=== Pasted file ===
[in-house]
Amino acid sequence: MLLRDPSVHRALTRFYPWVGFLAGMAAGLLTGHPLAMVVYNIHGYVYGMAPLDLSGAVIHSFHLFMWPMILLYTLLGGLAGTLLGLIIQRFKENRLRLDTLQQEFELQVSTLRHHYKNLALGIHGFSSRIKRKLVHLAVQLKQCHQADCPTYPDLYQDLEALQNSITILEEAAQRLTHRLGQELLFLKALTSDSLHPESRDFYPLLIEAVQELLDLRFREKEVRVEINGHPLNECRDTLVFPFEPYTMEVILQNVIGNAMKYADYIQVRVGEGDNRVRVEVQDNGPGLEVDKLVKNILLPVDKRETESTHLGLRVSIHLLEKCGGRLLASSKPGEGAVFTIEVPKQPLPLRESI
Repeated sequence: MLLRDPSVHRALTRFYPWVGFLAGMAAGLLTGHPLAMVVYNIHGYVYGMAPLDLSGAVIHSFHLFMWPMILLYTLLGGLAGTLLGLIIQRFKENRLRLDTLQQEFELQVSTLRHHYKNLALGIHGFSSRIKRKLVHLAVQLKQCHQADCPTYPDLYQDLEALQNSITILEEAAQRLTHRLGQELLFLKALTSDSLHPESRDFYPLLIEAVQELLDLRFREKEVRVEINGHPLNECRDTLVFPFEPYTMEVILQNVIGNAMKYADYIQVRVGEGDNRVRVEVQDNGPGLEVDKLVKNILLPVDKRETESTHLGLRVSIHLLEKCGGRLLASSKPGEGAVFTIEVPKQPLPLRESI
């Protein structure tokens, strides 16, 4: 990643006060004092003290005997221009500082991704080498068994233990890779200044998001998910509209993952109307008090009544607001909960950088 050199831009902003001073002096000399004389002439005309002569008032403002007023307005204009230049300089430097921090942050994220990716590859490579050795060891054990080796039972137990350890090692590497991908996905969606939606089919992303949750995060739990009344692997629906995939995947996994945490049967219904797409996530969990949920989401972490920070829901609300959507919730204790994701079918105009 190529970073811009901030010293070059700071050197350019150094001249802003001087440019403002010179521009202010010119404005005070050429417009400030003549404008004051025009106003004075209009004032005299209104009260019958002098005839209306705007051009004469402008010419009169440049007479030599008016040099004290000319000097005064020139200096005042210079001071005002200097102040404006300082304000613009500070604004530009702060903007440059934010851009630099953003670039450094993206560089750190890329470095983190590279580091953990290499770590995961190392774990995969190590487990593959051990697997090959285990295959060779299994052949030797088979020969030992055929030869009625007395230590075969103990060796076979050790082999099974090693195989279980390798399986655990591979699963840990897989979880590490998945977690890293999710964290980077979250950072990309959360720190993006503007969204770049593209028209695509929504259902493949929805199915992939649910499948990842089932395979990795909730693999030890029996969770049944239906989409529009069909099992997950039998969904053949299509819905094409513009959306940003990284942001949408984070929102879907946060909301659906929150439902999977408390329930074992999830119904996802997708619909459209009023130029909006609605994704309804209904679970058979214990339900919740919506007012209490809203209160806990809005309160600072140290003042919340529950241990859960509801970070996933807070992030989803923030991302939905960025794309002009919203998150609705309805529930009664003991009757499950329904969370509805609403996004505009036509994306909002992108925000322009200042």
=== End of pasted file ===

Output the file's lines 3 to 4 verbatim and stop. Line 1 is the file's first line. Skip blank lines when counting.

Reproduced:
Repeated sequence: MLLRDPSVHRALTRFYPWVGFLAGMAAGLLTGHPLAMVVYNIHGYVYGMAPLDLSGAVIHSFHLFMWPMILLYTLLGGLAGTLLGLIIQRFKENRLRLDTLQQEFELQVSTLRHHYKNLALGIHGFSSRIKRKLVHLAVQLKQCHQADCPTYPDLYQDLEALQNSITILEEAAQRLTHRLGQELLFLKALTSDSLHPESRDFYPLLIEAVQELLDLRFREKEVRVEINGHPLNECRDTLVFPFEPYTMEVILQNVIGNAMKYADYIQVRVGEGDNRVRVEVQDNGPGLEVDKLVKNILLPVDKRETESTHLGLRVSIHLLEKCGGRLLASSKPGEGAVFTIEVPKQPLPLRESI
């Protein structure tokens, strides 16, 4: 990643006060004092003290005997221009500082991704080498068994233990890779200044998001998910509209993952109307008090009544607001909960950088 050199831009902003001073002096000399004389002439005309002569008032403002007023307005204009230049300089430097921090942050994220990716590859490579050795060891054990080796039972137990350890090692590497991908996905969606939606089919992303949750995060739990009344692997629906995939995947996994945490049967219904797409996530969990949920989401972490920070829901609300959507919730204790994701079918105009 190529970073811009901030010293070059700071050197350019150094001249802003001087440019403002010179521009202010010119404005005070050429417009400030003549404008004051025009106003004075209009004032005299209104009260019958002098005839209306705007051009004469402008010419009169440049007479030599008016040099004290000319000097005064020139200096005042210079001071005002200097102040404006300082304000613009500070604004530009702060903007440059934010851009630099953003670039450094993206560089750190890329470095983190590279580091953990290499770590995961190392774990995969190590487990593959051990697997090959285990295959060779299994052949030797088979020969030992055929030869009625007395230590075969103990060796076979050790082999099974090693195989279980390798399986655990591979699963840990897989979880590490998945977690890293999710964290980077979250950072990309959360720190993006503007969204770049593209028209695509929504259902493949929805199915992939649910499948990842089932395979990795909730693999030890029996969770049944239906989409529009069909099992997950039998969904053949299509819905094409513009959306940003990284942001949408984070929102879907946060909301659906929150439902999977408390329930074992999830119904996802997708619909459209009023130029909006609605994704309804209904679970058979214990339900919740919506007012209490809203209160806990809005309160600072140290003042919340529950241990859960509801970070996933807070992030989803923030991302939905960025794309002009919203998150609705309805529930009664003991009757499950329904969370509805609403996004505009036509994306909002992108925000322009200042």